Unfortunately, we then get Unimatrix Zero which does for the Borg what pot pourri did for Newport Pagnell Service Station. We discover the Borg have a dream world where they go when they recharge, full of pastels and patio heaters. It's where they get to express their true selves.

Perturbed to discover that they're running art classes and pilates workshops, the Borg Queen decides to put a stop to it. She's also well jealous as Seven of Nine's ex boyfriend's in there, living in a tent. In dream land, Seven has floppy hair and the dress sense of a charity shop. Who knew?

In a shock cliffhanger, we discover the only way to save dream land is for Janeway and some of her boring crew to sacrifice themselves and become Borg. Gasp!

But cancel that gasp, as in part 2, we find that they've not been Borg for months as we thought, but merely 17 minutes, and have magic implants that let them retain their characters. Uniquely, the Borg have decided not to rip out any of their eyes and replace them with implants. Phew, that's lucky.

Now, if it was me, and I'd just been cybernised without anaesthetic and fully conscious, I'd be curled up on the floor screaming and screaming and screaming. At the very least I'd be wondering whether masturbation is either possible or advisable if your hands have been replaced with a drill and an electic sander. But not the crew of Voyager. They just behave as if nothing's happened. Apart from Janeway, who looks fabulous as a Borg, and knows it.

Part 2 takes some watching. It's startling that something this clunky was made at the same time as Farscape and Buffy. There's a great lesbo stand off between Janeway and the Borg Queen (the Borg Queen temporarily restores Janeway to her normal appearance as she prefers her hair that way. No, really). For very confusing reasons, Janeway convinces the rebel Borg to switch off Dreamland, and to remain fully conscious of their horrible post-mutilation lives but unable to do anything about it, for fear of giving themselves away. Result!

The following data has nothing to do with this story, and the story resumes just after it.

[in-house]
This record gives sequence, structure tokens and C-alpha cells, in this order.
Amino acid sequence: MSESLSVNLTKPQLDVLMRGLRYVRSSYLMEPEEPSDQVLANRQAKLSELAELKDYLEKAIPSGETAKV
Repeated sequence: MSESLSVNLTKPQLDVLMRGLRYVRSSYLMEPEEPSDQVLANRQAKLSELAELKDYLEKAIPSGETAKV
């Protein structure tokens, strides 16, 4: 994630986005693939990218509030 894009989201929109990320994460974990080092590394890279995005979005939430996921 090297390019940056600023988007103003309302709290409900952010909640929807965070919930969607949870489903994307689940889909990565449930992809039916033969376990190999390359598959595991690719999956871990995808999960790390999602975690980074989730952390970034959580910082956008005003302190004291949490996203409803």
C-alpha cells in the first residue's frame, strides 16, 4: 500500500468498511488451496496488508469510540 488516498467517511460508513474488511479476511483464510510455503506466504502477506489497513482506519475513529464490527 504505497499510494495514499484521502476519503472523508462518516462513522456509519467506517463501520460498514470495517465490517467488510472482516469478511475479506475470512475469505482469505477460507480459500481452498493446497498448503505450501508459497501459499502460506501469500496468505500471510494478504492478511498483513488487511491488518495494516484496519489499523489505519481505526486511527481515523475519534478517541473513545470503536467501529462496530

A ship of rebel Borg Klingons escape (don't worry, we never hear from them again), and Seven promises to find her boyfriend. "I'll never forget you," she vows, before marrying Chakotay.

Janeway is rescued, and surgically restored to her former appearance (even the hair). Within minutes she's sat up in bed, drinking coffee and joking about her implants. Rather than screaming and screaming and screaming.

We've gone from "The Borg are pure evil. You cannot understand them, only fear them" to "Being a Borg isn't that bad, really."

Luckily, in Endgame Voyager makes up for this folly. They bring back the proper Borg Queen actress (she had to pee in that suit, you know, which probably explains why the cheap stand-in always looked so uncomfortable). With nutty Alice Krige as the Queen, they wisely decide that one Janeway isn't enough, so bring in iron-haired Future Janeway, who's just fabulous.

Frankly, at this point, you could stick the Queen in a room with Seven, the Janeways and Twister. Surprisingly, however, Voyager instead delivers two hours of well-plotted, character-driven drama. *I know* - it's like they could make proper television all along, but decided not to (probably out of respect for Gene Roddenberry).

You could, at this point, go out on a high. Or you could bring them back in an ill-advised episode of Enterprise.

This episode was knocked-out in 2002. After 5 years of Buffy, and 9 of the X-Files. By this point, we even had CSI making drama without real people work. And yet - this. The entire cast look bored. In a commentary, the writers actually admit the characters are underwritten, and that they had no idea how to end the episode other than with some running around and an explosion "but sometimes, that's all you need".

Star Trek fans hate this episode, but merely for crimes against continuity (check the online reviews - they refuse to actually assess it as an hour of television). In fairness to the writers, they neatly explain away all of the continuity errors. Although, had they spent less time doing this, they might have made a better television show.

Clearly, the fans were always going to hate it. Why not say fuck it, and do something interesting?

Anyway, that's a whole lot of words about Star Trek. You can tell I'm back in London, sat on my sofa, and not doing any proper writing work. Ah well. Resistance is, you know...

Thursday, August 23, 2007


BIG ISSUE SELLER: It's you off the telly, isn't it?

Awkward is the wrong ballet dancer 2

"Hi! Do you remember me? Have you got a show on? I'd love to see it."

And so, feeling like the toad I am, I hand him a flyer and watch him happily bound off to see Chav, the Musical.

Of course I remember you, I think sadly. Last time I saw you I was having sex with your ballet dancer boyfriend while you slept next to us in the bed.